However, only mere fifty metres from the sign’s location a boatman was unloading his catch, a net full of small eels, or ‘bootstraps’, the name I knew them by as a child. While it is still legal to fish for these eels, at least here at the ‘Path Salreu’, the people from BioRia are trying to get their point across to the fishermen who use the small nearby pier. It may be a small step, but all journeys begin with small steps.


The ‘Path Salreu’ is a circular route of 7.7Km, beginning and ending at the BioRia interpretive centre. To navigate the entire route on foot takes roughly two and a half hours of easy walking past marshes, meadows, canals and lagoons on a flat road surface. Alternatively, bicycles can be obtained free of charge (with prior reservation), or a guided tour may be undertaken in the project’s Electric Car, in the style of a mini safari.


Whichever mode of transport you choose to be sure to arm yourself with even the most rudimentary of binoculars and you are ready to enjoy an unsurpassed day among wild nature. If you are extremely lucky (like I was, much to the friendly annoyance of the resident biologist) you might just catch a glimpse of a sleek black otter (Lutra lutra) as it appears and disappears like a ghost through the waters of one of the many drainage channels or canals. Butterflies in a myriad of colours, shapes and sizes flutter from one wildflower to the next. The shimmering wings of dragonflies are everywhere as they hunt the water’s edges. The sound of songbirds fills every hedgerow and thicket, and red kites (Milvus milvus) hang in the air as if tethered to the earth by some invisible wire.


Throughout the BioRia’s various geographic projects the aims are the same; to guide the visitor through the sights and sounds of the Ria; to contribute to the sustainability of the natural heritage; to raise awareness of the area as a destination for eco’ tourism and nature tourism; to develop awareness of the environment; to implement scientific projects and to co-operate with academic institutes through co-ordination with students and various departments concerned with biology and the environment.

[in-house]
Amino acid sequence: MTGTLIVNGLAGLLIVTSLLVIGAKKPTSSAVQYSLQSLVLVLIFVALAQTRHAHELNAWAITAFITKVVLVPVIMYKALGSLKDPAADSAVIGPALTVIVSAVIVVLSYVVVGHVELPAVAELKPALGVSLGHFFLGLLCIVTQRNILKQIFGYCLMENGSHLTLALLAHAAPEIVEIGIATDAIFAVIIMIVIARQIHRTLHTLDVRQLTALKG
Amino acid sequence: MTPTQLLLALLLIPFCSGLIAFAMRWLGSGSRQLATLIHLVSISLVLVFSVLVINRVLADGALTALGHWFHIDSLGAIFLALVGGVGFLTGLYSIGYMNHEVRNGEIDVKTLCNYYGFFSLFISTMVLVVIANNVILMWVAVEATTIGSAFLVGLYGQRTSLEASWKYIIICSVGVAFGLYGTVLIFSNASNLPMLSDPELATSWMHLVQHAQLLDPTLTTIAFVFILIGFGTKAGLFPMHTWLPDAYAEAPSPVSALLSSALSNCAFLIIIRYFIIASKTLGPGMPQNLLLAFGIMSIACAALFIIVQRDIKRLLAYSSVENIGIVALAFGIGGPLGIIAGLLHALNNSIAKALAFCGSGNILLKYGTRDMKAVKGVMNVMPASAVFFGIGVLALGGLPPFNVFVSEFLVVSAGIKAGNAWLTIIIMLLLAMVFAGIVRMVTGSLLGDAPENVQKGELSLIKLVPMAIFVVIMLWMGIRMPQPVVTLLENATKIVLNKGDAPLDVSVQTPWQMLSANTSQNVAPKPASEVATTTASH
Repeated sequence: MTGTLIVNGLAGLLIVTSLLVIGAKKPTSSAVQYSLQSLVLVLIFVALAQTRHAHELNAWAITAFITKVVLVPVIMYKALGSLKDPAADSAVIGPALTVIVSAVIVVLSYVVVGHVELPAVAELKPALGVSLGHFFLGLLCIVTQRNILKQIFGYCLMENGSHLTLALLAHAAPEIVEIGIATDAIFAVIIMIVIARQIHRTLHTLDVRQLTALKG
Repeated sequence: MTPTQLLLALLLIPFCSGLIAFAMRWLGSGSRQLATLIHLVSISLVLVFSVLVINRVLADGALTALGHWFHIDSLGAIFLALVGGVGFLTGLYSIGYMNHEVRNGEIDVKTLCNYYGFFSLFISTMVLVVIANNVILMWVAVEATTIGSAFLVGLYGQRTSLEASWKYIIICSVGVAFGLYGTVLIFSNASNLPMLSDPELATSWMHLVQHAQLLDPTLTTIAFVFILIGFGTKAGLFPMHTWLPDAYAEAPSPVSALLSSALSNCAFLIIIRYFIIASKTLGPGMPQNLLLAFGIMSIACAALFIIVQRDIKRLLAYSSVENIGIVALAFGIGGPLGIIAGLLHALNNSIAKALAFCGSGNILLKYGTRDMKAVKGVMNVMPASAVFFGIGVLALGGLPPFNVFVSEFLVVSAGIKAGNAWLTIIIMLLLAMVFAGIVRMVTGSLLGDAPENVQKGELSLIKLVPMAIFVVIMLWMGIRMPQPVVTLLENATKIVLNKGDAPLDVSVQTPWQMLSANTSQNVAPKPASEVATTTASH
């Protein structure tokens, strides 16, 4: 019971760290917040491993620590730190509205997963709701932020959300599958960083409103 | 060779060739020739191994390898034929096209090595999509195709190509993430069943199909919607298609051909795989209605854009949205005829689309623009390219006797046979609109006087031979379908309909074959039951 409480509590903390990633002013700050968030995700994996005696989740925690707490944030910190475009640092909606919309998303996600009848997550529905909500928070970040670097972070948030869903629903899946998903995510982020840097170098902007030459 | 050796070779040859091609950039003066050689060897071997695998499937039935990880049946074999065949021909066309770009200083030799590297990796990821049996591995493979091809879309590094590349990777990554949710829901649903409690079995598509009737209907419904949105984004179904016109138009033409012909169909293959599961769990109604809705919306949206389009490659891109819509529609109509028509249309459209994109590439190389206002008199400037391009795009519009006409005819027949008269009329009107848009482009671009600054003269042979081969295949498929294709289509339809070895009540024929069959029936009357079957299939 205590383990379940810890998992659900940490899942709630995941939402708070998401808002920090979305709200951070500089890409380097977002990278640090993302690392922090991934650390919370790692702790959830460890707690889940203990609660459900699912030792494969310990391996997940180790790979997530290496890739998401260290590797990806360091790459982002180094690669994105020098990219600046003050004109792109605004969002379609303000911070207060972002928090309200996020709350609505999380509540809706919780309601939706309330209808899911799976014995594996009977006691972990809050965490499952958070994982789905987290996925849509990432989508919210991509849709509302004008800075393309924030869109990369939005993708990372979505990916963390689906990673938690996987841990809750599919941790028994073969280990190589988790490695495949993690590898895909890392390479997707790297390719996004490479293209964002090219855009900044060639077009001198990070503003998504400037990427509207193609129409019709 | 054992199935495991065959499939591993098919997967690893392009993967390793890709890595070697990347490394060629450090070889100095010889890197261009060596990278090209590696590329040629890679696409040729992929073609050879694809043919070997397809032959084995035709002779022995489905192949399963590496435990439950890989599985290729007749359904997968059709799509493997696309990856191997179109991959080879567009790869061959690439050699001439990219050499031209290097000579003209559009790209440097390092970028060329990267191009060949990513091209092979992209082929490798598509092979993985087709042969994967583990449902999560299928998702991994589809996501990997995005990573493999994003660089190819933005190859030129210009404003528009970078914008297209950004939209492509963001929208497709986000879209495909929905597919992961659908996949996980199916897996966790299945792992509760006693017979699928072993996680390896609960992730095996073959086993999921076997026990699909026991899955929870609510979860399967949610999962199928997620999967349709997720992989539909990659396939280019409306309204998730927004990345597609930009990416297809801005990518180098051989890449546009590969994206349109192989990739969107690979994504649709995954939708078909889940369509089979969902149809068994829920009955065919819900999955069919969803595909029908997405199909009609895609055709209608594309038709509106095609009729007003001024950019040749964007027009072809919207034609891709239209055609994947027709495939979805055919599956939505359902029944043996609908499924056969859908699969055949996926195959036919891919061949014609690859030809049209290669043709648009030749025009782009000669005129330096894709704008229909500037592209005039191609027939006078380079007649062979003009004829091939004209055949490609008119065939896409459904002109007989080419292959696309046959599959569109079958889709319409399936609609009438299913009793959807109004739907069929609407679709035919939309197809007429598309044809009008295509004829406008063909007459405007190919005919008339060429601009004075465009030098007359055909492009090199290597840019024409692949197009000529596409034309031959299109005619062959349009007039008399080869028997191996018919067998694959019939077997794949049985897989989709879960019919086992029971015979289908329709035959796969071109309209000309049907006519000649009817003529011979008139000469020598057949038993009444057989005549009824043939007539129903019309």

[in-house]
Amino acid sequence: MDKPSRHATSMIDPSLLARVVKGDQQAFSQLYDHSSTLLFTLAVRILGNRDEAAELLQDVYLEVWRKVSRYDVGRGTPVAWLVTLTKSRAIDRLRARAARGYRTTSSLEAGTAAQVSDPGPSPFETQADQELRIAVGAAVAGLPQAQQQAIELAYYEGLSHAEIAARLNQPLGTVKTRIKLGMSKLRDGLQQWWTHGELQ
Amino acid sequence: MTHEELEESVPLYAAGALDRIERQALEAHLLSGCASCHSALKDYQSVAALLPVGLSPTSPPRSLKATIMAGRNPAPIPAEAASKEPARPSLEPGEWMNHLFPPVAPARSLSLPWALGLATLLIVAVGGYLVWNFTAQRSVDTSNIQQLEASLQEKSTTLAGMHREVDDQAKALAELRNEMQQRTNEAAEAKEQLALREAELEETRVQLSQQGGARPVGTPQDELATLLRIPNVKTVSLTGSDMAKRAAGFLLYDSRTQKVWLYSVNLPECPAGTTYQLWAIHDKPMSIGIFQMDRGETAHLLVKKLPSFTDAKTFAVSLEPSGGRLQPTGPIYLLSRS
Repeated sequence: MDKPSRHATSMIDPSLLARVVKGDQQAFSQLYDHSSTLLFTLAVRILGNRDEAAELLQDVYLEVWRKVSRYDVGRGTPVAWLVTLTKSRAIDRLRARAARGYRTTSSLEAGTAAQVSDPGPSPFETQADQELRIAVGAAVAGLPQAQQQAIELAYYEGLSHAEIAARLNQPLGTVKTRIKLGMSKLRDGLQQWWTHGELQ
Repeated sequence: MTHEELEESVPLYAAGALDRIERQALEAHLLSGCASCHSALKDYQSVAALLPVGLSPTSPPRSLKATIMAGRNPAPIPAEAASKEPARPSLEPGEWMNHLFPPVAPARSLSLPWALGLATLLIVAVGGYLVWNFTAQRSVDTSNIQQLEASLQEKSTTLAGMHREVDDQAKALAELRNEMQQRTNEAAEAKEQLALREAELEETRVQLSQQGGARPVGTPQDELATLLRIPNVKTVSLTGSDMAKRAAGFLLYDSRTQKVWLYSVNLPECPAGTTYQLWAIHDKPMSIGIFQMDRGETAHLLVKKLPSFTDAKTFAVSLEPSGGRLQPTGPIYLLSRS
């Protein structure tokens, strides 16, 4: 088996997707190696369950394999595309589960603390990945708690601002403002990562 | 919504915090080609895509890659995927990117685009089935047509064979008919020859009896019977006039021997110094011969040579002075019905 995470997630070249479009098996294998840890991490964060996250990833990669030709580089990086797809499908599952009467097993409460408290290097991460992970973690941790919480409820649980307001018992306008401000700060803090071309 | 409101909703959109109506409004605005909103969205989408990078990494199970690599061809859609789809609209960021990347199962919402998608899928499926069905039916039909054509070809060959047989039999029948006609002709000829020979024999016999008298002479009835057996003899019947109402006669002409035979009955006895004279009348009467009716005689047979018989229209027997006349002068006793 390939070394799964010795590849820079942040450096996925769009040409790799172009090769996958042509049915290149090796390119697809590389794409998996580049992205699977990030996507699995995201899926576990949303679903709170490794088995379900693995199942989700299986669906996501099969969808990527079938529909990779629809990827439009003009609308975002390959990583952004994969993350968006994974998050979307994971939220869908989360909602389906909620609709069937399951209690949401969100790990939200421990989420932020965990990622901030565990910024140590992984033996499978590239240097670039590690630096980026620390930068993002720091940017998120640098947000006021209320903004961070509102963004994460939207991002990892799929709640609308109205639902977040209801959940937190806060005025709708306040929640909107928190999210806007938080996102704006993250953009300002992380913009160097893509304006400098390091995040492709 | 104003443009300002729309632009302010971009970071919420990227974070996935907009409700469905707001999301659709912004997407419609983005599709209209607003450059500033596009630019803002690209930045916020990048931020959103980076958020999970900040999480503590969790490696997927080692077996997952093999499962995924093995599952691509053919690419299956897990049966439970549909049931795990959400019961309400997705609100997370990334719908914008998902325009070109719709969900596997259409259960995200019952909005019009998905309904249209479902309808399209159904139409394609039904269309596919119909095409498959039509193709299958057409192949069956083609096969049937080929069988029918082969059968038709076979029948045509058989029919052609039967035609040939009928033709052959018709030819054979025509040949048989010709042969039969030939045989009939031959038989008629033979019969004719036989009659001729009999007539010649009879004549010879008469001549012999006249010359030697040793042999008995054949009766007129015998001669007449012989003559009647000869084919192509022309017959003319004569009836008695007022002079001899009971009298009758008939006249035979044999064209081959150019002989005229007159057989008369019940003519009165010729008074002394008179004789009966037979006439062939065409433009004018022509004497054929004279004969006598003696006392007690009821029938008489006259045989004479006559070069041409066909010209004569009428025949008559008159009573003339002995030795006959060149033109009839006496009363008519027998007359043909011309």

There is no doubt the throughout the Ria de Aveiro the work being undertaken by the BioRia project is one of enormous importance to all concerned; the environment, tourism, and of course the wellbeing of the local economy. And for those who just desire a day out in nature, whether on foot, by bicycle, electric car or canoe, within moments of arriving at your destination, you can be guaranteed that a genuine spectacle of the natural world is waiting for you to discover.

This BioRia in Centro de Portugal post is a part of a series of  5 posts I wrote based on my journey to the Aveiro region in July 2016. Please find the links o the other articles bellow:

Aveiro in Centro de Portugal

Maritime Museum of Ilhavo

Ovos Moles

Vista Alegre


This BioRia  in Centro de Portugal post was written by my inspiring friend Brendan Harding as part of my ongoing collaboration with the Centro de Portugal Tourism Board. All opinions are my own. Photo credits to Emanuele Siracusa.

Brendan Harding

My name is Brendan Harding and I was born and raised in Ireland – that small teddy-bear-shaped island which clings to the edge of the European landmass.

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I am an award-winning filmmaker and content creator that loves to create meaningful and inspiring films uniquely tailored for each client and their story. I am based in Lisbon and travel to destinations worldwide.